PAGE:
Trillium Book Awards Author Reading 2015

On the Sensory Pleasures of Putting Pen to Paper

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On the Sensory Pleasures of Putting Pen to Paper

By Becky Toyne

A few months ago, I lost a pen. A beautiful fountain pen with one of those squeezy ink chambers that you fill from an old-school inkpot. The pen had been a university graduation gift from my parents and I loved it. It fell out of my coat pocket somewhere between where I was going and where I had been, never to be written with again. I scoured the sidewalk and gutter for it the next day, but it was gone.

A few weeks ago, I happened upon a short documentary in the National Screen Institute Online Short Film Festival. Ink: Written by Hand features Toronto-based artist Tanja Tiziana sharing her burgeoning love affair with pen, ink and calligraphy as a calm and creative form of expression in a tap-tap-hurry digital age. I watched the film twice, and then, in a fit of back-to-schooly, must-buy-stationery exuberance, I headed out to invest in a replacement pen.

Situated down an alleyway in a crafty industrial enclave in Toronto’s east end, WonderPens, which Tiziana visits in Ink, is a pen-and-ink-lover’s dream. More specifically, it is a dream for “pen people” and for “ink people,” for co-owner Jon Chan sees these as two discrete kinds of customer. Cubbies filled with ink pots with intriguing names (Noodler’s Black Swan in Australian Roses, to pick just one at random) line the store’s back wall, pots and tins stuffed with pens of different colours fill a centre table, and a cabinet framing the cash register boasts row upon row of fancier writing tools. Behind the cabinet, a chalk-board wall declares, in the words of Charles Dickens (and in perfect cursive, of course), “There was something very comfortable in having plenty of stationery.” I introduced myself to Jon, and explained that I had seen his store in the movies. Also, that I wanted to buy a pen.

I don’t see too many other people whipping out their benibbed implements in business meetings, and so while Jon showed me his wares, I asked him whether he thinks fashion is moving in the fountain pen’s favour these days. Its popularity, he thinks, is on the rise, for reasons of nostalgia, yes, but of practicality too. “I think a lot of people who haven’t used a fountain pen or a pen in a while, they return to it because of nostalgia. But there are studies out there which prove that it helps memory and learning to write with a pen and paper,” he says. “Whether that can ever be replaced, I don’t know, but I do think, personally, that when you’re writing a letter to someone versus writing an email, you really do take the time to think about what you’re doing when you’re putting pen to paper.”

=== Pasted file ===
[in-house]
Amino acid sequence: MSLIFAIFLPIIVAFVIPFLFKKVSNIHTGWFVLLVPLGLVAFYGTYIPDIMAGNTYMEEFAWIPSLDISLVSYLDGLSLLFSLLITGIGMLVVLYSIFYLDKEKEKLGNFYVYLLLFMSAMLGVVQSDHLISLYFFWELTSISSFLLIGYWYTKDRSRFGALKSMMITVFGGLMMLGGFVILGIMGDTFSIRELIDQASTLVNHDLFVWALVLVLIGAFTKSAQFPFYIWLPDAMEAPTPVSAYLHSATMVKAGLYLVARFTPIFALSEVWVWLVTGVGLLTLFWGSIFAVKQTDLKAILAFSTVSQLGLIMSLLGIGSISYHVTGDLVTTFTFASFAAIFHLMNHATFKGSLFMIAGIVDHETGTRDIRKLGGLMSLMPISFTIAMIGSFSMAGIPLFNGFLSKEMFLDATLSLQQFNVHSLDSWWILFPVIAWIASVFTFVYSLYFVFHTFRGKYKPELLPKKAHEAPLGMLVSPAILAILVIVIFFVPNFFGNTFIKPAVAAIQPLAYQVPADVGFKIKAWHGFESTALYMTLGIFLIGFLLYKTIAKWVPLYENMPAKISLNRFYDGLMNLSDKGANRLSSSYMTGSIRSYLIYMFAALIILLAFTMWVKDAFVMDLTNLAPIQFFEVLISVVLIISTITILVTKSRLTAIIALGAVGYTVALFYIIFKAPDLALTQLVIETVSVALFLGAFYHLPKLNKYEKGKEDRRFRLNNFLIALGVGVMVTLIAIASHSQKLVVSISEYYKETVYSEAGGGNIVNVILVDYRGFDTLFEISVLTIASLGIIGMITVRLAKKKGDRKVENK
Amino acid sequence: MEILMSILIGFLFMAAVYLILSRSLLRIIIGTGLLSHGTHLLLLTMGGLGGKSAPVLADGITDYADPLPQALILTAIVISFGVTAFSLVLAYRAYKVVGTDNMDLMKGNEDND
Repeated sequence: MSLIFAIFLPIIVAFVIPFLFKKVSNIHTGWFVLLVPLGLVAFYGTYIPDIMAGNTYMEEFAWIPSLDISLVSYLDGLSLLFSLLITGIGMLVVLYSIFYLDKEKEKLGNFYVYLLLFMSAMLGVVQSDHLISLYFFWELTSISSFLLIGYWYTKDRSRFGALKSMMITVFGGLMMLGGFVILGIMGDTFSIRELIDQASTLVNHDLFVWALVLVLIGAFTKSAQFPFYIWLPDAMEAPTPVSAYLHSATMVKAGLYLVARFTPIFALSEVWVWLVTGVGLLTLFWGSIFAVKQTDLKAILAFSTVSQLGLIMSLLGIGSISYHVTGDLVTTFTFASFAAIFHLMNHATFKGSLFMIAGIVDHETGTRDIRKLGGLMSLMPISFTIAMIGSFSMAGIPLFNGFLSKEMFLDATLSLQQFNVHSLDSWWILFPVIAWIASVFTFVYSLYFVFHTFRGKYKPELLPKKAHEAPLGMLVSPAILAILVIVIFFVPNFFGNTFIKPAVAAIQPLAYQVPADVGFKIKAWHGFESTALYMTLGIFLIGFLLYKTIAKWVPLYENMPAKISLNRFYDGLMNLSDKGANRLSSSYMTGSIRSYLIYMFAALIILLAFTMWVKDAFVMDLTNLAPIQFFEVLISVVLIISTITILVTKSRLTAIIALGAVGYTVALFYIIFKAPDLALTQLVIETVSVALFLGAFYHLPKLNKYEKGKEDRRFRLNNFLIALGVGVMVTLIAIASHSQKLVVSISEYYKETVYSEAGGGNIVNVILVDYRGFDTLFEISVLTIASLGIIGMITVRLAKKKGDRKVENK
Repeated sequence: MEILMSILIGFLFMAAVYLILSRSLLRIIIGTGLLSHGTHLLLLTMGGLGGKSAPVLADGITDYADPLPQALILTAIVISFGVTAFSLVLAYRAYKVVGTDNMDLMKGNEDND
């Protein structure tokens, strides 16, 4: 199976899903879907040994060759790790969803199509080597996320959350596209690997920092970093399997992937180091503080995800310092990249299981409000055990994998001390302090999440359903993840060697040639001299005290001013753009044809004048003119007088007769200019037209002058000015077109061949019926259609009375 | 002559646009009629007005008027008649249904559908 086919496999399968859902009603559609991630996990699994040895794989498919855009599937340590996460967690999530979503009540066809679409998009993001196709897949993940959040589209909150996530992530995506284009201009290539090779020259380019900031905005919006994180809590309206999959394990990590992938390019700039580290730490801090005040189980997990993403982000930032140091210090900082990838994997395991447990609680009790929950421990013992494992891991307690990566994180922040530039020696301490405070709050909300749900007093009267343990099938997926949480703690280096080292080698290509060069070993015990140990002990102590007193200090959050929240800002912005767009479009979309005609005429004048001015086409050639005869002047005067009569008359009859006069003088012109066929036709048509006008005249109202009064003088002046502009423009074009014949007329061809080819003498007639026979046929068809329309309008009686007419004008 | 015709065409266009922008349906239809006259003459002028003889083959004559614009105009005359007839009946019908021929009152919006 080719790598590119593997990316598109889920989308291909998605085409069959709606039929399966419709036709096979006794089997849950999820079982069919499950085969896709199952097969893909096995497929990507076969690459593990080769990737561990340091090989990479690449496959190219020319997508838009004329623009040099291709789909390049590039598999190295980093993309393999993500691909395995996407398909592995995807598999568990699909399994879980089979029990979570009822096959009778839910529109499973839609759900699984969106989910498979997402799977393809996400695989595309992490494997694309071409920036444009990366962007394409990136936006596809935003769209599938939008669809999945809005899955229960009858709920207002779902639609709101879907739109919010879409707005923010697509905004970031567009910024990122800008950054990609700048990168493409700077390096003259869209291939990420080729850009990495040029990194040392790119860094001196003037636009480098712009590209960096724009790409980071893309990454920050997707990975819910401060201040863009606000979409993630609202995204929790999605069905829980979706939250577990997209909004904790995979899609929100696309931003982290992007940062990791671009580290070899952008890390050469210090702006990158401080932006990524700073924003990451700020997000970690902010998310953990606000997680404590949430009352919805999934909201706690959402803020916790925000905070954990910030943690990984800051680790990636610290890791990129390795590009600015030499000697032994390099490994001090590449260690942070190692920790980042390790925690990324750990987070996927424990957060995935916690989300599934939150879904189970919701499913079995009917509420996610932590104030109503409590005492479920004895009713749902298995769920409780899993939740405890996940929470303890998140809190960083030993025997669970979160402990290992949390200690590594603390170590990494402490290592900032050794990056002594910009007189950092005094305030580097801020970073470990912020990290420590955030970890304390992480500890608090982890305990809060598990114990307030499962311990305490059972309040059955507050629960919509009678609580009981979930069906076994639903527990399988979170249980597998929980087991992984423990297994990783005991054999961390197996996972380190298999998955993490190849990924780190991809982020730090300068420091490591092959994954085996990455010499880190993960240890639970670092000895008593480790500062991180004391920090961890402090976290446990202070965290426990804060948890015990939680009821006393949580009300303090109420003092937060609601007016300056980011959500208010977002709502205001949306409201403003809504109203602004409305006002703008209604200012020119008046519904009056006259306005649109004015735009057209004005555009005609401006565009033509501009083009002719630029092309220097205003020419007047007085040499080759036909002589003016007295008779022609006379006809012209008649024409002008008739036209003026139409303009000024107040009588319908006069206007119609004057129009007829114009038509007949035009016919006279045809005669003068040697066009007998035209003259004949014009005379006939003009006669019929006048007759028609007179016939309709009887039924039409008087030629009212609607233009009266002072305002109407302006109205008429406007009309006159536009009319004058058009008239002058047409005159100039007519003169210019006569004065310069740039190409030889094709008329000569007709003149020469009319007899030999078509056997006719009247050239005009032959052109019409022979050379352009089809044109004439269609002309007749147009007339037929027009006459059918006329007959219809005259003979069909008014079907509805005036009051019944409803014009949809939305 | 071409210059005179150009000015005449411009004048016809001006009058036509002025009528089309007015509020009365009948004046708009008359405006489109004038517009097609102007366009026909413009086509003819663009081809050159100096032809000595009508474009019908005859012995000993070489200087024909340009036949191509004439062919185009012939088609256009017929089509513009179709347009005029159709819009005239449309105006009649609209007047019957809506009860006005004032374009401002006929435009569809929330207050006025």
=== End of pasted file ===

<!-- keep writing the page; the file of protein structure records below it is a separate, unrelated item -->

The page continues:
He’s right about that. In a slew of articles reacting to the decline of cursive handwriting in schools, experts have suggested there are many benefits to learning and comprehension when we write by hand instead of typing. The act of scratching something down helps commit it to memory. And, similarly, studies have shown that we retain more information when we read on paper than when we read on a screen. With this in mind, is it surprising that while other technological advances move the experience ever further from the analogue original, e-reading strives – with features such as wooden “bookshelves” and page-turn animation complete with soft background swoosh – to replicate as closely as possible the experience of reading a physical book? Ink-on-paper maintains an edge, though try not to give yourself a paper cut on it.

For two summers now, stores have been awash with colouring books for grown ups. Colouring socials have cropped up in bars and community spaces. Career moms have picked up their many-coloured pencils in search of some Me Time after work. Articles about why this might be cite the therapeutic nature of unplugging and engaging in a multi-sensory, tactile creative pursuit that doesn’t involve eyeballs pointed at a screen or a vague panic that your battery might soon be dead.

At WonderPens, Jon Chan and his wife and co-owner Liz offer a number of pen-and-ink social events and workshops, including free cursive lessons for kids and letter-writing groups for grown-ups, and paid calligraphy instruction. With its combination of nostalgia, creativity and tactility, might calligraphy be to summer 2016 what adult colouring was to the summer just past?

I left WonderPens with a cheap, fine-nibbed pen for making editorial squiggles on documents (yes, I still print those), and treated myself to a rather handsome Watermark to replace my fallen-from-the-pocket graduation gift. Back at my desk, I watched the Ink documentary one last time, before switching off my computer, opening up a brand-new notebook, and drafting this column longhand. There was, as Tanja Tiziana says in the documentary, “a slowness” to controlling the flow of ink onto the blank page, and a calmness knowing that it wouldn’t go to sleep if I paused too long before committing to a thought. And though I was writing for work, it felt a little like leisure: the therapeutic pleasure of putting pen to paper.

Becky Toyne is a freelance books columnist, editor and literary event publicist. She is the "Should I Read It?" columnist for Day 6 on CBC Radio One, and her writing about books, publishing and Toronto's literary scene has appeared in the Globe & Mail, National Post and Open Book: Toronto. Becky is a regular host and interviewer at literary events including Word on the Street, the International Festival of Authors, and the Toronto Literary Salon, and a freelance publicist for the Writers' Trust of Canada. Find her online at or follow her @MsRebeccs.

You can find past columns by Becky Toyne in the Open Book Archives.

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